I am at a disadvantage in that I cannot see what ahrefs.com is reporting and what tool is used against what site or page.
Be that as it may. All of these tools MUST be taken with salt. Some with a dump-truck of salt. Some with a caravan.
Your question is in regard to the description meta-tag and
og:description and the fact that ahrefs.com is reporting that these should not be the same.
I am not a social media expert and cannot comment on how
og:description effects the various social media outlets except to say that it appears that Google+ uses it in some fashion. There may be a reason for Facebook that the description meta-tag and
og:description should not match. However, that does not seem to be the question here.
Google does not use
og:description at all nor can I see any recent or ancient mutterings in that regard. I did do a fairly quick search to see of
og:description may be picked up for the SERP snippet under any circumstance that I am unaware of and I cannot find one.
From a search engines perspective, it does not matter one whit whether the description meta-tag and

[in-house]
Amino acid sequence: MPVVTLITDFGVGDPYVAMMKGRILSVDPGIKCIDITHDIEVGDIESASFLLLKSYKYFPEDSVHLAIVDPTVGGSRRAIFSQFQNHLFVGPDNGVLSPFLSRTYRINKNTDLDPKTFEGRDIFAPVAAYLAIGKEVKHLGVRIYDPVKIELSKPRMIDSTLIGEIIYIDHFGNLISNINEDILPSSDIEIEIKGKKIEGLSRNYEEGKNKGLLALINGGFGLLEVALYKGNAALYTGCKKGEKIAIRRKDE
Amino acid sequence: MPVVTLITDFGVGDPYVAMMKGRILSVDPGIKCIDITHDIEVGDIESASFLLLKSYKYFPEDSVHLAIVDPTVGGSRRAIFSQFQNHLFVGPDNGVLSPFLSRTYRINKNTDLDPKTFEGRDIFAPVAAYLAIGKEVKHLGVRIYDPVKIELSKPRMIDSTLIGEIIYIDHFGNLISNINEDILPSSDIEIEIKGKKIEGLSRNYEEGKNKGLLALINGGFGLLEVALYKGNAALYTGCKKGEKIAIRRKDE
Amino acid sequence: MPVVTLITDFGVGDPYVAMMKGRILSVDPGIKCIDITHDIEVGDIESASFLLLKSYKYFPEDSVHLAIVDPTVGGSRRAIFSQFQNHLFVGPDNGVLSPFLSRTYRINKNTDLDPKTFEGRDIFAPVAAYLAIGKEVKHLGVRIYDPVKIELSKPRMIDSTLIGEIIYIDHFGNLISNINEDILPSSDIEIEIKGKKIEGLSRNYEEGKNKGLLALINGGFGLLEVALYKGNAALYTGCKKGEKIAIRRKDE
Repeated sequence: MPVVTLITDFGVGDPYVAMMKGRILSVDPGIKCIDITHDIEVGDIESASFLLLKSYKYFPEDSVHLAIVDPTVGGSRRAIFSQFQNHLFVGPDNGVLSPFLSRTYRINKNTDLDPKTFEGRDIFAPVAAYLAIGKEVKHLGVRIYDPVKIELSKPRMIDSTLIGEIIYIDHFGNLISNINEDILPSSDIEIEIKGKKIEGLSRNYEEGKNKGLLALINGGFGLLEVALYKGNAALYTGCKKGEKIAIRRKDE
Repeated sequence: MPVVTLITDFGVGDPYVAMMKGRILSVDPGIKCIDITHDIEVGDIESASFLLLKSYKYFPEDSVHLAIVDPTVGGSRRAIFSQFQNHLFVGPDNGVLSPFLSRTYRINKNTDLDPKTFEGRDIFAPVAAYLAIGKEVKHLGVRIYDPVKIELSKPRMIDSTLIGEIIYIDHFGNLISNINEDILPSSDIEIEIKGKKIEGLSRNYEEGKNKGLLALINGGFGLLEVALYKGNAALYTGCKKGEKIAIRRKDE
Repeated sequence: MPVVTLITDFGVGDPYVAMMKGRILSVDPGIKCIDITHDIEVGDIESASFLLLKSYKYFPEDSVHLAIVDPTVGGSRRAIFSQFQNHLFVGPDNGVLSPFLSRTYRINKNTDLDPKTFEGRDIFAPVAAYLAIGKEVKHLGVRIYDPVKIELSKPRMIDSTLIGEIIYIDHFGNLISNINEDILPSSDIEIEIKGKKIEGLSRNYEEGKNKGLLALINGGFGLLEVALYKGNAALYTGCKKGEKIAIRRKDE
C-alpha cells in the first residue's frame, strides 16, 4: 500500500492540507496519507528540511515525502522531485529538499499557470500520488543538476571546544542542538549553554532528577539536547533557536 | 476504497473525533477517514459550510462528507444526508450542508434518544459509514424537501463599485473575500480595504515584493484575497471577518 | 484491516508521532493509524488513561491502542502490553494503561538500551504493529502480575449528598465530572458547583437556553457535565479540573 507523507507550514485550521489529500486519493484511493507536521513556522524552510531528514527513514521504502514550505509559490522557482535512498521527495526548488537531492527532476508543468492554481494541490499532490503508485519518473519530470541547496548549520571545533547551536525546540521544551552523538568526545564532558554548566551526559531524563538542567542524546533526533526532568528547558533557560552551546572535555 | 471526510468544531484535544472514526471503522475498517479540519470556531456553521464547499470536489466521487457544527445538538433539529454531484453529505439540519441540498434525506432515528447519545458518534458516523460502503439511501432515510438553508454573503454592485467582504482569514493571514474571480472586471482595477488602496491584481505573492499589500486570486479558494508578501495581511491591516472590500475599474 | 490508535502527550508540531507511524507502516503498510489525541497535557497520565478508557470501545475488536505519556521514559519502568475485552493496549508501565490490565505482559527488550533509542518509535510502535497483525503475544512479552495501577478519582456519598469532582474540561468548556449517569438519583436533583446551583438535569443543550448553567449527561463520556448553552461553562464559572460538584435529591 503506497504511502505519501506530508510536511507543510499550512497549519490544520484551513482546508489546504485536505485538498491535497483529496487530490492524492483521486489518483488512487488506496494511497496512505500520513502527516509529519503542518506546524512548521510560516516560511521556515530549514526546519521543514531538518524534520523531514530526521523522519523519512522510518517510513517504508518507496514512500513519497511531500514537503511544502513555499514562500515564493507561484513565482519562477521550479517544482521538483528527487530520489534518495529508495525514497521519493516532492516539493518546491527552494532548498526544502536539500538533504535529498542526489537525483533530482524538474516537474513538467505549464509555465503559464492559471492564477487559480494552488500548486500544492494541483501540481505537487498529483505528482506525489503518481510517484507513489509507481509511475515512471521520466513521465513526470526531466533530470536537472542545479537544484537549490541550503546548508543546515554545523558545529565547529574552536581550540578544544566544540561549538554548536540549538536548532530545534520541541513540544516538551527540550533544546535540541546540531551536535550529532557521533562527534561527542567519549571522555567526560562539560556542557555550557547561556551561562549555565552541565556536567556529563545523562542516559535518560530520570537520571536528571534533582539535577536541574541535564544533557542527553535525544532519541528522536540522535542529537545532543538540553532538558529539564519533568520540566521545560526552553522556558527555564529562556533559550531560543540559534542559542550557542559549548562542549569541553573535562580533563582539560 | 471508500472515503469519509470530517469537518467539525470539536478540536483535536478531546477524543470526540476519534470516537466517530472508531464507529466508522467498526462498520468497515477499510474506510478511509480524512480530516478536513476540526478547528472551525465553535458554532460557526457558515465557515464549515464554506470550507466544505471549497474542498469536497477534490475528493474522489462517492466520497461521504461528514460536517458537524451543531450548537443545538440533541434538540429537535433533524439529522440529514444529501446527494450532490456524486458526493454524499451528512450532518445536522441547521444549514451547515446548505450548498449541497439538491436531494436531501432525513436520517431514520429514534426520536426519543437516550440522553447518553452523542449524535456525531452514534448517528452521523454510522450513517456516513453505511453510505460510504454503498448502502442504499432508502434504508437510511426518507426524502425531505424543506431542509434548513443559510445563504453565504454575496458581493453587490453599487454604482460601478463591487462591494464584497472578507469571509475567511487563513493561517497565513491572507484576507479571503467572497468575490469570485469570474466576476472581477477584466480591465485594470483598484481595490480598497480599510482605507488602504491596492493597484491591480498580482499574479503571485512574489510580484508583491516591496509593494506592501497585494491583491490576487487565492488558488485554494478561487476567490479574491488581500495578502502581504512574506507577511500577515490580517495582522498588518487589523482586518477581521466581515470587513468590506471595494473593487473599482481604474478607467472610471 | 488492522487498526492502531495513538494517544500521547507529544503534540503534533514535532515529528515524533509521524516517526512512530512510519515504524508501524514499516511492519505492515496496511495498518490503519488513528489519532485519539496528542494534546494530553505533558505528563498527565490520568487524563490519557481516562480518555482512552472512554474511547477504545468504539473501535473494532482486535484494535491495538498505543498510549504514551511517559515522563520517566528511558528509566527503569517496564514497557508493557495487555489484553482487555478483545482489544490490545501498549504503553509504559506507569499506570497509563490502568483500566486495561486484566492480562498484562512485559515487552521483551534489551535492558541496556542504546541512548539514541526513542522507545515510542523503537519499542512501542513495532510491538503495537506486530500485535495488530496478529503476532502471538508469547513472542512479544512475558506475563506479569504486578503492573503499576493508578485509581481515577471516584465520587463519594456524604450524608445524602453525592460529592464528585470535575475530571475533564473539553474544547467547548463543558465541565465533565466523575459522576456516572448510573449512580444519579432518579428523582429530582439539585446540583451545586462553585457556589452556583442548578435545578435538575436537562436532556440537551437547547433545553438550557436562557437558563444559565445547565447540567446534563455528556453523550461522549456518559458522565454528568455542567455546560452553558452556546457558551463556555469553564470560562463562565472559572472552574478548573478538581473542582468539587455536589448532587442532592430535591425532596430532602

og:description match or do not match. And that makes sense. The
og:description is not content. Of course, neither is the description meta-tag, however, the description meta-tag along with the title tag has a long standing tradition of great value in search. So much so, that these tags alone often yield better results than searches against content. It all goes back to the original research paper published by Brin and Page back in 1997/8. Both tags are strong significant clues in the search game and not likely to be replaced easily.
Where the description meta-tag is replaced in the SERP snippet is when the search query matches a content segment and that match is a strong match. This of course presumes a weak match against the description meta-tag. Given that header tags are not matched in SERP snippets gives a strong clue that the
og:description would not be either. Plain and simple folks. The only two things on a page that is used for SERP snippets is the description meta-tag or content that is not a header and very likely within a paragraph tag.
It is extremely likely the reason why search engines do not pay attention to
og:description is low adoption. Low adoption signals unreliability for any data element. We have seen this with the author tag which failed miserably. If and when adoption increases, then this may change, though I doubt it.